companies represented through the Aluminium Association of India (AAI) have called for cutting import duties on four key inputs- calcined petroleum
(CP) coke, caustic soda lye, aluminium fluoride and green anode to 2.5 per cent. The prevailing duty on these inputs is in the range of 7.5-10 per cent.
“Indian finished goods are costlier and uncompetitive in international markets, rendering negative protection against cheaper imports of finished products and discourages value addition within the country. It is necessary to slash basic customs duty on the critical raw materials to improve the cost structure of the aluminium industry and enhance competitiveness”, said an industry source.
Indian aluminium industry is also dogged by an inverted duty structure. While imports of calcined petroleum
coke is taxed at 10 per cent, finished aluminium products attract 7.5 per cent duty. Likewise, caustic soda lye import duty is pegged at 7.5 per cent while duty on alumina is lower at five per cent.
CP coke is a crucial raw material, contributing to 6-8 per cent of the aluminium making cost. The import duty on CP Coke was increased from 2.5 per cent to 10 per cent on December 14, 2017 to restrict import of CP coke which was being used for fuel purpose. It resulted in increase in custom duty for non-fuel grade petroleum
coke. The aluminium industry uses CP coke (non-fuel grade), with maximum 3.5 per cent sulphur content which is poorly available in India and cannot meet the domestic requirement thereby rendering India a net importer of CP Coke, with major import share for aluminium.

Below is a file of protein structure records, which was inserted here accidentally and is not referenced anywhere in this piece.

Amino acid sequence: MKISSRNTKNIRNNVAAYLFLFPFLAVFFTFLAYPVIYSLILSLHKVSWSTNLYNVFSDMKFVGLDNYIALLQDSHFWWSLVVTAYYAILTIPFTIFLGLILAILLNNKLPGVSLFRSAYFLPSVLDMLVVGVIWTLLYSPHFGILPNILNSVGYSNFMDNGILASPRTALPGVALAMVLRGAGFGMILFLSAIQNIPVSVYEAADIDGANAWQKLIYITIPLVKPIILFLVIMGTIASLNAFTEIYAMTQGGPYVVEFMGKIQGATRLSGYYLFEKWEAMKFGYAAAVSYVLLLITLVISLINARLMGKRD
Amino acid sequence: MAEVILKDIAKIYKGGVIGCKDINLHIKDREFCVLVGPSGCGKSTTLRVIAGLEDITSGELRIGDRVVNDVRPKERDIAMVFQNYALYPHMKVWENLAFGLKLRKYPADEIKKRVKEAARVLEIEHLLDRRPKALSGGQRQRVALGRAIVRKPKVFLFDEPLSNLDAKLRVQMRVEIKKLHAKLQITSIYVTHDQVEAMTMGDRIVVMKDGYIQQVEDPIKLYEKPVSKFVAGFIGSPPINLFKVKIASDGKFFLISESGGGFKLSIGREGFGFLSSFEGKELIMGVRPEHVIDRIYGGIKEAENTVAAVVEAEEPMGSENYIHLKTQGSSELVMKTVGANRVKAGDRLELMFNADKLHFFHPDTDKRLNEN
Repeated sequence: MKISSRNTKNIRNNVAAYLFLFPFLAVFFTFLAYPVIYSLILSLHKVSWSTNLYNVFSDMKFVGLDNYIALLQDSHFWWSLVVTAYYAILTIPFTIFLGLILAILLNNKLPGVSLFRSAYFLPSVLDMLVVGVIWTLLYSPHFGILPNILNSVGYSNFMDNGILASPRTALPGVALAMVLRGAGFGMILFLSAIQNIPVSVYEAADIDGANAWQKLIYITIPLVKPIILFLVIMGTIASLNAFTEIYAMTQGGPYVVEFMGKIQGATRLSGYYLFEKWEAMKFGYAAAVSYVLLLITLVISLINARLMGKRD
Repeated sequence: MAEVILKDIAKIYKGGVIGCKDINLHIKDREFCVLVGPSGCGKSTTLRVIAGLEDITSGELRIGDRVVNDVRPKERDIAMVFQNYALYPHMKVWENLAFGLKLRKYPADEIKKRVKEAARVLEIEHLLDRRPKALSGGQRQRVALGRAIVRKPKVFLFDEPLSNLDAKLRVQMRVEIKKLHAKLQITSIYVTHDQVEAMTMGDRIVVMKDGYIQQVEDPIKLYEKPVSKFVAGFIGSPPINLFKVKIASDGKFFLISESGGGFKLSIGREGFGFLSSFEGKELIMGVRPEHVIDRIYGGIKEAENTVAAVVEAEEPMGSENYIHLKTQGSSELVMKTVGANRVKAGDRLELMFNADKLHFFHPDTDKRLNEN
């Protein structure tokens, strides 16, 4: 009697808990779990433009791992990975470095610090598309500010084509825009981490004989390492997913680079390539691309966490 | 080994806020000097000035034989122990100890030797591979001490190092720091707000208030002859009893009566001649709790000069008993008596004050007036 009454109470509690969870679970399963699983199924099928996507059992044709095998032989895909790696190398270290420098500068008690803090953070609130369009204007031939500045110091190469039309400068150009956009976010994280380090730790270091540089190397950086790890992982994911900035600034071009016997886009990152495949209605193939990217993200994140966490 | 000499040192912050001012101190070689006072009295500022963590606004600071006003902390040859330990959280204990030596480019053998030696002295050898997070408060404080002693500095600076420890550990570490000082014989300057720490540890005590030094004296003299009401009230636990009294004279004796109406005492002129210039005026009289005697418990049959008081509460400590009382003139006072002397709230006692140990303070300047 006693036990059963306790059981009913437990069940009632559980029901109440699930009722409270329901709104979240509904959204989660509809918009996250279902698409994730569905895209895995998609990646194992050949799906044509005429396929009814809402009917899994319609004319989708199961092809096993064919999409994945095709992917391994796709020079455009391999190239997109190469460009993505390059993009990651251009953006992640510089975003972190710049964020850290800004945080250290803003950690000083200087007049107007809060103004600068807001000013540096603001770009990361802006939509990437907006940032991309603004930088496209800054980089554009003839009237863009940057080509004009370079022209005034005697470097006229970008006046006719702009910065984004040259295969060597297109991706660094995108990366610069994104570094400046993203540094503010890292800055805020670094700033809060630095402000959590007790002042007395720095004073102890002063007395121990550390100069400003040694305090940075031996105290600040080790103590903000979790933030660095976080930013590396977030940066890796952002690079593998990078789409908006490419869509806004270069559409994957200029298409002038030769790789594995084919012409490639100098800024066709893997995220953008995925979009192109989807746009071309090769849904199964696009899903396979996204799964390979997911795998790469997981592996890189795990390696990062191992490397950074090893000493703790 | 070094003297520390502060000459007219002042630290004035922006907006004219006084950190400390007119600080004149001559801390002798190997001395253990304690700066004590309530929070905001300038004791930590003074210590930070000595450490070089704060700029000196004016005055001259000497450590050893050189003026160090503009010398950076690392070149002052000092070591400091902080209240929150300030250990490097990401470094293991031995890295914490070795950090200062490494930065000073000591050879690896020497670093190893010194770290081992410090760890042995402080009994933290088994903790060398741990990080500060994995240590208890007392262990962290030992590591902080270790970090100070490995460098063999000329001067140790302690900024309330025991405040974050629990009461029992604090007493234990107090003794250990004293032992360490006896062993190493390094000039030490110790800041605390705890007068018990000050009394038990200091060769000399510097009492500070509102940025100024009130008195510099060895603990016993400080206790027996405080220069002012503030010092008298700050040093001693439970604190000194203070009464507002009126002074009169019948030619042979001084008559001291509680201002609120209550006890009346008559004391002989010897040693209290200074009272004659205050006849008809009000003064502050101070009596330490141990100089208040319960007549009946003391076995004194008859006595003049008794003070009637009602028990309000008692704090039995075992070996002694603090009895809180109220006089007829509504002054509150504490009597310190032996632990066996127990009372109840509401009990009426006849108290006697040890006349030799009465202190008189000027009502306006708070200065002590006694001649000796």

Another critical input caustic soda lye has a share of 20 per cent in the alumina making cost. India is a net importer of caustic soda and over 60 per cent of the imports is consumed by the aluminium industry.
“The Indian aluminium industry is going through a challenging phase and is under immense threat by rising imports, declining domestic market share, increasing production and logistics costs. Moreover, the non-competitive energy costs and the current precarious situation due to acute coal shortage for the industry have adversely affected the sustainability of the Indian aluminium industry”, noted a letter by AAI to the Ministry of Finance.
For aluminium makers, the cost of production has shot up by 30 per cent in the last three to five years due to rising costs of critical ingredients, inverted duty structure on imports of raw materials, hike in coal cess, renewable purchase obligation (RPO), electricity duty and logistics costs.
The domestic aluminium companies are also faced with international headwinds like crashing LME prices and unabated growth in imports. Between May 2018 and October 2019, LME aluminium prices have tumbled 25 per cent from $2290 per tonne to $1718, squeezing realisations.
Moreover, as a fall out of the escalating US-China trade tensions, the Indian aluminium industry is burdened with an immense threat from imports. With both US and China imposing reciprocal trade tariffs, India has turned into a natural market for exporting countries with a glut in supplies. China planning to proscribe all scrap and waste imports by 2020 has mounted worries on Indian aluminium makers. In FY19, aluminium imports by the country scaled an all-time high of 2.18 million tonnes, valued at $5.5 billion (or approximately Rs 38,000 crore). In volume terms, the total aluminium imports spiked 18 per cent whilst scrap imports alone rose 20 per cent year-on-year in the last fiscal.